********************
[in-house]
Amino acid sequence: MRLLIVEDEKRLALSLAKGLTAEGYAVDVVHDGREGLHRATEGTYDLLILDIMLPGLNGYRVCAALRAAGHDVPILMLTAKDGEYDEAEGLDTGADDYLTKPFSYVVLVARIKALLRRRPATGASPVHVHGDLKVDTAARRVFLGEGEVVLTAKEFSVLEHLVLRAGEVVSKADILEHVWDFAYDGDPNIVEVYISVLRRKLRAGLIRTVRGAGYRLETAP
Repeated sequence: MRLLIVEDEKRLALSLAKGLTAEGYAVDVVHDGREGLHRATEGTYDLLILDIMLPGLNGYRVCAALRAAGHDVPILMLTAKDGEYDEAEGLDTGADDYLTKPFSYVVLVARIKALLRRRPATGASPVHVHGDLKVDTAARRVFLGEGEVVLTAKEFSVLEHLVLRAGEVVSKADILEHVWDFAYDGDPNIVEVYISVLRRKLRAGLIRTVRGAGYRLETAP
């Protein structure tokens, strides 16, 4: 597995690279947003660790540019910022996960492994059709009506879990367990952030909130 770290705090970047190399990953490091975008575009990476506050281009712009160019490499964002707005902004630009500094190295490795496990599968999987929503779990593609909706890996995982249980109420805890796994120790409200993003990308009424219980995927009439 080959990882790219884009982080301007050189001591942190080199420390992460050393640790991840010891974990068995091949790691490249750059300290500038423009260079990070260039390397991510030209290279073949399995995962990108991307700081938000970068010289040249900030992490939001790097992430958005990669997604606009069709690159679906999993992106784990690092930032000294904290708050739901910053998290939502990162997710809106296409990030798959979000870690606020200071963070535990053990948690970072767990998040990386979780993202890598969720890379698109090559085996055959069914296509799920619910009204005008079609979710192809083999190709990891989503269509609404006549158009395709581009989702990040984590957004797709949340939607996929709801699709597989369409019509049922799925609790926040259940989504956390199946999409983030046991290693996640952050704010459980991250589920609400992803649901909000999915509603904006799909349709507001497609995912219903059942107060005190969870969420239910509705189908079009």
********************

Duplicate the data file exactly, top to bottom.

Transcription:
[in-house]
Amino acid sequence: MRLLIVEDEKRLALSLAKGLTAEGYAVDVVHDGREGLHRATEGTYDLLILDIMLPGLNGYRVCAALRAAGHDVPILMLTAKDGEYDEAEGLDTGADDYLTKPFSYVVLVARIKALLRRRPATGASPVHVHGDLKVDTAARRVFLGEGEVVLTAKEFSVLEHLVLRAGEVVSKADILEHVWDFAYDGDPNIVEVYISVLRRKLRAGLIRTVRGAGYRLETAP
Repeated sequence: MRLLIVEDEKRLALSLAKGLTAEGYAVDVVHDGREGLHRATEGTYDLLILDIMLPGLNGYRVCAALRAAGHDVPILMLTAKDGEYDEAEGLDTGADDYLTKPFSYVVLVARIKALLRRRPATGASPVHVHGDLKVDTAARRVFLGEGEVVLTAKEFSVLEHLVLRAGEVVSKADILEHVWDFAYDGDPNIVEVYISVLRRKLRAGLIRTVRGAGYRLETAP
């Protein structure tokens, strides 16, 4: 597995690279947003660790540019910022996960492994059709009506879990367990952030909130 770290705090970047190399990953490091975008575009990476506050281009712009160019490499964002707005902004630009500094190295490795496990599968999987929503779990593609909706890996995982249980109420805890796994120790409200993003990308009424219980995927009439 080959990882790219884009982080301007050189001591942190080199420390992460050393640790991840010891974990068995091949790691490249750059300290500038423009260079990070260039390397991510030209290279073949399995995962990108991307700081938000970068010289040249900030992490939001790097992430958005990669997604606009069709690159679906999993992106784990690092930032000294904290708050739901910053998290939502990162997710809106296409990030798959979000870690606020200071963070535990053990948690970072767990998040990386979780993202890598969720890379698109090559085996055959069914296509799920619910009204005008079609979710192809083999190709990891989503269509609404006549158009395709581009989702990040984590957004797709949340939607996929709801699709597989369409019509049922799925609790926040259940989504956390199946999409983030046991290693996640952050704010459980991250589920609400992803649901909000999915509603904006799909349709507001497609995912219903059942107060005190969870969420239910509705189908079009």